The latest review meeting to choose the fifth board of directors and board of supervisors for the Public Television Service (PTS) was held on Jan. 18, with five board members added to the eight previously chosen. That still left the board four members short of the required 17. As the meeting ended, Minister of Culture Lung Ying-tai (龍應台), who is responsible for organizing the review procedure, appeared, and I took the opportunity to have a few words with her.
“Minister, you must have consulted with the Chinese Nationalist Party [KMT] authorities prior to submitting the list of nominees, so why is it that the review committee members the party recommended scuttled your nominations?” I asked.
It was a simple matter of mathematics to confirm that it had been the KMT that had refused the ministry’s nominations. The list consisted of 15 names, and the six committee members recommended by the Democratic Progressive Party (DPP) and Taiwan Solidarity Union (TSU) had issued a joint statement prior to the meeting declaring their support for 10 candidates and eliminating the five clearly controversial choices.
Had the eight committee members recommended by the KMT not objected to the ministry’s list, 10 candidates — most of whom had been recommended by civic groups — would have easily earned the required threshold of 12 votes.
Regrettably, not only were the candidates nominated by the civic groups rejected, but even Olympic bronze medalist Chi Cheng (紀政), regarded as a national treasure, only received seven votes. Academics committed to media reform — Chad Liu (劉昌德) from National Chung Cheng University’s communications department and Lin Lih-yun (林麗雲) of National Taiwan University’s Graduate Institute of Journalism — as well as 4-Way Voice chief editor Chang Cheng (張正) and former radio broadcaster Liu Ming (劉銘), who would have represented the socially disadvantaged — made it to the fourth round of voting before being rejected.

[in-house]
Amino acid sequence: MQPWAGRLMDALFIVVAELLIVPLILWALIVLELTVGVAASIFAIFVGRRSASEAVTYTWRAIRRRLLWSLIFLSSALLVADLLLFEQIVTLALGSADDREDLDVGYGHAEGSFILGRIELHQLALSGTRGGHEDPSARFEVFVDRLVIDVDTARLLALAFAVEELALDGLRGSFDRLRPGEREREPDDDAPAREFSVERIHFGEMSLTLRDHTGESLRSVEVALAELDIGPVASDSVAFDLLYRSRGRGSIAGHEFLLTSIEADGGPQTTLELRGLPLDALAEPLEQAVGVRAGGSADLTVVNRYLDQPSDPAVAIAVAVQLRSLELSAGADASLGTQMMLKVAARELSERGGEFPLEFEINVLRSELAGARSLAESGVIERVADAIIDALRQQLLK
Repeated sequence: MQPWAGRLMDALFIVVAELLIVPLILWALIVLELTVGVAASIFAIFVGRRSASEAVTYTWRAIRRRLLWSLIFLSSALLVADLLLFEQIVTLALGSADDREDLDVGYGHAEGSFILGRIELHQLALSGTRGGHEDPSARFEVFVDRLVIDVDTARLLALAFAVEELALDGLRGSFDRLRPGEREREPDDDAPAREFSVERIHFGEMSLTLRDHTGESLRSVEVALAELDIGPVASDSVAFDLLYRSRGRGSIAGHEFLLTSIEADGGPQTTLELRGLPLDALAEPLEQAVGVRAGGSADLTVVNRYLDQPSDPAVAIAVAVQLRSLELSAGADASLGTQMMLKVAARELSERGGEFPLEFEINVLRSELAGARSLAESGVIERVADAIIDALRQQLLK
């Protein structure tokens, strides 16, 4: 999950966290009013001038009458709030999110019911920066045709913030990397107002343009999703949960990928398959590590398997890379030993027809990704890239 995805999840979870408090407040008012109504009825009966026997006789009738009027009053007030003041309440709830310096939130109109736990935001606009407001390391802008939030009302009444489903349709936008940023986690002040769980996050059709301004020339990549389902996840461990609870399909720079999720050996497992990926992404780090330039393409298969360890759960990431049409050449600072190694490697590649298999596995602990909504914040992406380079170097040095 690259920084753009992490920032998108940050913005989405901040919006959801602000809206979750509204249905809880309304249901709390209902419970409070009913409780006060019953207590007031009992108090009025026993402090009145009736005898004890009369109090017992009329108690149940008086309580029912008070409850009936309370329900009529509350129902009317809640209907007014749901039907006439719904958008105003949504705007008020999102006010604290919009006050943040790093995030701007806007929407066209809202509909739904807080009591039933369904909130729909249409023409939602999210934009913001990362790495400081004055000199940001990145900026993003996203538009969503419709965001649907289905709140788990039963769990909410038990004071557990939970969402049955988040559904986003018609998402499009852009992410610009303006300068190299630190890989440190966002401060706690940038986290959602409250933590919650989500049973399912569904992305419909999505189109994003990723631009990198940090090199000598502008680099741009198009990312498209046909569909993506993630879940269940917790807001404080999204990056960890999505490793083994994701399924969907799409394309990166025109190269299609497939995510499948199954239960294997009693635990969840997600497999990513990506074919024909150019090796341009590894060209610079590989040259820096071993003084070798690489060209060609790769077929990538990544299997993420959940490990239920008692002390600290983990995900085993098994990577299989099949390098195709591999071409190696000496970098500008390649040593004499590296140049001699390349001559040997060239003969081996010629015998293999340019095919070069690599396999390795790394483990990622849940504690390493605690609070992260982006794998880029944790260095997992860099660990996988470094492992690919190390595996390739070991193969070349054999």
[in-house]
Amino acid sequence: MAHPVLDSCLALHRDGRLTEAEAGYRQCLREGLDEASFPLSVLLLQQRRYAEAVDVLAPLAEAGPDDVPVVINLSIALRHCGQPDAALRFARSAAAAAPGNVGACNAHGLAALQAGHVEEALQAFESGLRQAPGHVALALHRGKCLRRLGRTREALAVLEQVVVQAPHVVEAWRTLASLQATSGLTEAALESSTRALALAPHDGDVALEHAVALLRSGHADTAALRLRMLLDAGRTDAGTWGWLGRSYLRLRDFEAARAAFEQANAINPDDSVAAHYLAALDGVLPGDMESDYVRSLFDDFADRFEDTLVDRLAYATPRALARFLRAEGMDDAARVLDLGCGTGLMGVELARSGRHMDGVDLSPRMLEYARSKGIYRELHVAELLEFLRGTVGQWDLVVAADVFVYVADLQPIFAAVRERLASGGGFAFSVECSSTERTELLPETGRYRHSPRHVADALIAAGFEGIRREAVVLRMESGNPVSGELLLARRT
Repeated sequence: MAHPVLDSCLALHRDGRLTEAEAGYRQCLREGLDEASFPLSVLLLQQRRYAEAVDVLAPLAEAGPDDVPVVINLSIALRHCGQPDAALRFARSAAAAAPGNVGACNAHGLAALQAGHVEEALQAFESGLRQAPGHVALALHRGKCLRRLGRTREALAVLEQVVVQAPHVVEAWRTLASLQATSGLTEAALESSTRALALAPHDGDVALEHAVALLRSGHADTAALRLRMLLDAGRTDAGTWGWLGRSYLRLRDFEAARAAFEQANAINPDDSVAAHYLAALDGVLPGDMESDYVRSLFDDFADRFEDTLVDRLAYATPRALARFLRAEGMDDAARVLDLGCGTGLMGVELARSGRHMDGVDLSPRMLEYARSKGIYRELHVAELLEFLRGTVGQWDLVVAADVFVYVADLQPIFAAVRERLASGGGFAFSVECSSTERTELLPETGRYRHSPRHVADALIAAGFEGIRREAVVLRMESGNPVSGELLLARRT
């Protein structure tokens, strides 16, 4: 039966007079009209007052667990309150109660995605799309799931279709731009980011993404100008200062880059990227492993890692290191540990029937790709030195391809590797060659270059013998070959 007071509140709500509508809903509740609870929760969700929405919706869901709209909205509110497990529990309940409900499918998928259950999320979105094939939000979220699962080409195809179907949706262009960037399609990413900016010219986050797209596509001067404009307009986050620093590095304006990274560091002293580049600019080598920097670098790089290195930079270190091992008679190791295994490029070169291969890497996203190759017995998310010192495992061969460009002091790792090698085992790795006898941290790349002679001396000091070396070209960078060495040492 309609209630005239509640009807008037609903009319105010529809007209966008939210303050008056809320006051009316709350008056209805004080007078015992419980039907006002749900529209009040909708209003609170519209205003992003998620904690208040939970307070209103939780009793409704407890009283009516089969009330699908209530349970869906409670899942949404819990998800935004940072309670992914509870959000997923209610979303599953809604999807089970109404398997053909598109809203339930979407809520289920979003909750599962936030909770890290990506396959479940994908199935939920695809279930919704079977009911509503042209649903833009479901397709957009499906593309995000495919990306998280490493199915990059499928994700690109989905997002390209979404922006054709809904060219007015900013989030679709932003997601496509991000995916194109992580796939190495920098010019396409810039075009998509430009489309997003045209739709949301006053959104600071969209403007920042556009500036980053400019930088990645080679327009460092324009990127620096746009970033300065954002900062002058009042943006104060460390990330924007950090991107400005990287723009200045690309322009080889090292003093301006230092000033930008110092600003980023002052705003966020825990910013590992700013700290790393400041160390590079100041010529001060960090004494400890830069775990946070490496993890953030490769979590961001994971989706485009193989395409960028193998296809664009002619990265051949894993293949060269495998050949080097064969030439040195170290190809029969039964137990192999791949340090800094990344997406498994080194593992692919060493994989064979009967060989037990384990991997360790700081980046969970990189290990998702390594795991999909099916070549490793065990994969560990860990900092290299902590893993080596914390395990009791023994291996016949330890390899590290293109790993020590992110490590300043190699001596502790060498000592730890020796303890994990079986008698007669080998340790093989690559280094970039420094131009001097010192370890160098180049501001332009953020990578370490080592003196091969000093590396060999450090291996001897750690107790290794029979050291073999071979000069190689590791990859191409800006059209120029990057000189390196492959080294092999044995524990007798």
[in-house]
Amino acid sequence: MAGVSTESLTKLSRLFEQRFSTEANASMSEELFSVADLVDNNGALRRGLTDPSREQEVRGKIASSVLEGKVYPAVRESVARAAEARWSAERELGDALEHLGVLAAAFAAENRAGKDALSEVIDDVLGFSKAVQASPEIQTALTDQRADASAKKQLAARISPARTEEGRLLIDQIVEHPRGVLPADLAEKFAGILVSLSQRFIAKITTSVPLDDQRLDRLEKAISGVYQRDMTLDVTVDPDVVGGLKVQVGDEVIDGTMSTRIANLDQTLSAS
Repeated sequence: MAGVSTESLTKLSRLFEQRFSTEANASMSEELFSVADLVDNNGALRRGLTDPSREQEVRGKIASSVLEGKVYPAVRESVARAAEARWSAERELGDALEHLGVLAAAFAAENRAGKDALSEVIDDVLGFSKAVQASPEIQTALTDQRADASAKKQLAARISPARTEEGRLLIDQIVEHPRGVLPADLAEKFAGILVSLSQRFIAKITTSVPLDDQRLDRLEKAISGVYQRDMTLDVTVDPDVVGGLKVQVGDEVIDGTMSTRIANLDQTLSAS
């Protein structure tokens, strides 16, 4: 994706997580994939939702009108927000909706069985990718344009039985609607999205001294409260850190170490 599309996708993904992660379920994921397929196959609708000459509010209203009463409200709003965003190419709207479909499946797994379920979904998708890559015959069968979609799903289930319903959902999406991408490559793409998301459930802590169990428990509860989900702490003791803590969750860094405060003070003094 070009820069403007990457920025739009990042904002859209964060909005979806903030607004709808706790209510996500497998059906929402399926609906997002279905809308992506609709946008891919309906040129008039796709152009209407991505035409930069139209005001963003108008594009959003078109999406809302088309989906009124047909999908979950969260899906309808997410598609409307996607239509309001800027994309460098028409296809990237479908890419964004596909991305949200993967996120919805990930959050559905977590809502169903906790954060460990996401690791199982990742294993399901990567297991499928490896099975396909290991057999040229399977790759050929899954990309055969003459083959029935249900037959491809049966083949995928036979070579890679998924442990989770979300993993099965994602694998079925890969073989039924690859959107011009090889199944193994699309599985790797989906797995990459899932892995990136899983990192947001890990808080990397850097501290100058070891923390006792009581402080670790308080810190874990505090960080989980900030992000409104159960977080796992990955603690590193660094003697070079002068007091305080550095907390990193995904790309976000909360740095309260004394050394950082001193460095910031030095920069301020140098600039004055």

Many people have been frustrated by the drawn-out nominations process for the PTS board. Some are blaming partisan blue-green brinkmanship, while others think the solution is to lower the approval threshold. Amid all this speculation and recommendations, it is important to get a clear view of the facts if we hope to make wise decisions and choices.
Crucial questions to ask are: What are the causes of the failure to form a PTS board? Who is at fault?
The tenure of the fourth PTS board expired on Dec. 30, 2010, and in the absence of replacements, was “automatically extended” for a period now close to 800 days, and counting. In the interval, the review committee has met six times, confirming 13 nominees. People are asking why the old board has been extended this long, and why it is so difficult to form a new board.
First, let’s look at the actions of Cabinet-level agencies. The Legislative Yuan appointed 15 individuals considered upstanding members of the community to sit on the review committee, with the number of committee members allowed each party weighted according to the percentage of seats it holds in the legislature.
In two meetings, the first in November 2010, and the second in January 2011, the committee selected five directors and one member of the board of supervisors, and also suggested that the Cabinet submit more nominations as soon as possible. That advice was ignored by the last two ministers of the now-dissolved Government Information Office (GIO) — Johnny Chiang (江啟臣) and Philip Yang (楊永明).